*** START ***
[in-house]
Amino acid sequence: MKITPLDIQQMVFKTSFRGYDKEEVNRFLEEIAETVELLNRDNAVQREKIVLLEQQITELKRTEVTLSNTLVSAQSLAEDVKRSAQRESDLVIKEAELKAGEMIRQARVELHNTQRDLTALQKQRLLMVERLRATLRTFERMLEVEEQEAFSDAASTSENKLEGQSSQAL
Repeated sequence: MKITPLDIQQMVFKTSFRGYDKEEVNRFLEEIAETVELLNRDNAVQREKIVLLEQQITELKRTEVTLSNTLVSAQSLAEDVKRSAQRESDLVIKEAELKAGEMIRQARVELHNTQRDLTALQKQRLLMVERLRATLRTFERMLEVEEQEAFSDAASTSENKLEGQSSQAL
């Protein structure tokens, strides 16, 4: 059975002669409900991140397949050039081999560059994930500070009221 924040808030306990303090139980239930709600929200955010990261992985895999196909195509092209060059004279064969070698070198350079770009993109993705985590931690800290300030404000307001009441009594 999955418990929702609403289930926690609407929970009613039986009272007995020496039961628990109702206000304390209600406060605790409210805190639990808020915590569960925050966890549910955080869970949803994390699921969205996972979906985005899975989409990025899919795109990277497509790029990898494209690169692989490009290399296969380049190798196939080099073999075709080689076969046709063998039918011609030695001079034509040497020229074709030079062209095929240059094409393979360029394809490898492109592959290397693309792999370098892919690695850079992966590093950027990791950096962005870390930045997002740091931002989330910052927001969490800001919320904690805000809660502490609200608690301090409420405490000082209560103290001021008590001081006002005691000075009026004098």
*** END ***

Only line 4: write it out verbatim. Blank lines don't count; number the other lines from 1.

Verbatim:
């Protein structure tokens, strides 16, 4: 059975002669409900991140397949050039081999560059994930500070009221 924040808030306990303090139980239930709600929200955010990261992985895999196909195509092209060059004279064969070698070198350079770009993109993705985590931690800290300030404000307001009441009594 999955418990929702609403289930926690609407929970009613039986009272007995020496039961628990109702206000304390209600406060605790409210805190639990808020915590569960925050966890549910955080869970949803994390699921969205996972979906985005899975989409990025899919795109990277497509790029990898494209690169692989490009290399296969380049190798196939080099073999075709080689076969046709063998039918011609030695001079034509040497020229074709030079062209095929240059094409393979360029394809490898492109592959290397693309792999370098892919690695850079992966590093950027990791950096962005870390930045997002740091931002989330910052927001969490800001919320904690805000809660502490609200608690301090409420405490000082209560103290001021008590001081006002005691000075009026004098």